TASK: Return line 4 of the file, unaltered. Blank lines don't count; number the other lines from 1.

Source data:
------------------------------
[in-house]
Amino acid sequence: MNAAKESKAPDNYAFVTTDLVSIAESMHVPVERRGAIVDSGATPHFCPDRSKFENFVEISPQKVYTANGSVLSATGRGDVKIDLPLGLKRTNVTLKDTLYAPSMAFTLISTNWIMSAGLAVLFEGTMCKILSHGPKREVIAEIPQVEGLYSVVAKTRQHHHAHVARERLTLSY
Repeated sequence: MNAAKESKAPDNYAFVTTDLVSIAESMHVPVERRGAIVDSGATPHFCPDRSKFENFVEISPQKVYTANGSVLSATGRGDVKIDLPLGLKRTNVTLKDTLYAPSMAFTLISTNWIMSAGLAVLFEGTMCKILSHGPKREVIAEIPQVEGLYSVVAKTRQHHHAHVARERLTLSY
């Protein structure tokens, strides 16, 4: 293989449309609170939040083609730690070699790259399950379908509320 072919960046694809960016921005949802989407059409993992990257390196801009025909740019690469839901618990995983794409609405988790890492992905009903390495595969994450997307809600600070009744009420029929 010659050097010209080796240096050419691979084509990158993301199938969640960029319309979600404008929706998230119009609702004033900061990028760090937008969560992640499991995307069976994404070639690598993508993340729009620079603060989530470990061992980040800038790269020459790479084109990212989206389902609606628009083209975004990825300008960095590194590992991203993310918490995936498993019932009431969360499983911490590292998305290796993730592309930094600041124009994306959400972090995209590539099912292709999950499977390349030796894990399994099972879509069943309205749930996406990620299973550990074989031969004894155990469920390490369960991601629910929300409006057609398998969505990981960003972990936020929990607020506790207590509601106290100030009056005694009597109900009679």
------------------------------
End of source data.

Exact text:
């Protein structure tokens, strides 16, 4: 293989449309609170939040083609730690070699790259399950379908509320 072919960046694809960016921005949802989407059409993992990257390196801009025909740019690469839901618990995983794409609405988790890492992905009903390495595969994450997307809600600070009744009420029929 010659050097010209080796240096050419691979084509990158993301199938969640960029319309979600404008929706998230119009609702004033900061990028760090937008969560992640499991995307069976994404070639690598993508993340729009620079603060989530470990061992980040800038790269020459790479084109990212989206389902609606628009083209975004990825300008960095590194590992991203993310918490995936498993019932009431969360499983911490590292998305290796993730592309930094600041124009994306959400972090995209590539099912292709999950499977390349030796894990399994099972879509069943309205749930996406990620299973550990074989031969004894155990469920390490369960991601629910929300409006057609398998969505990981960003972990936020929990607020506790207590509601106290100030009056005694009597109900009679």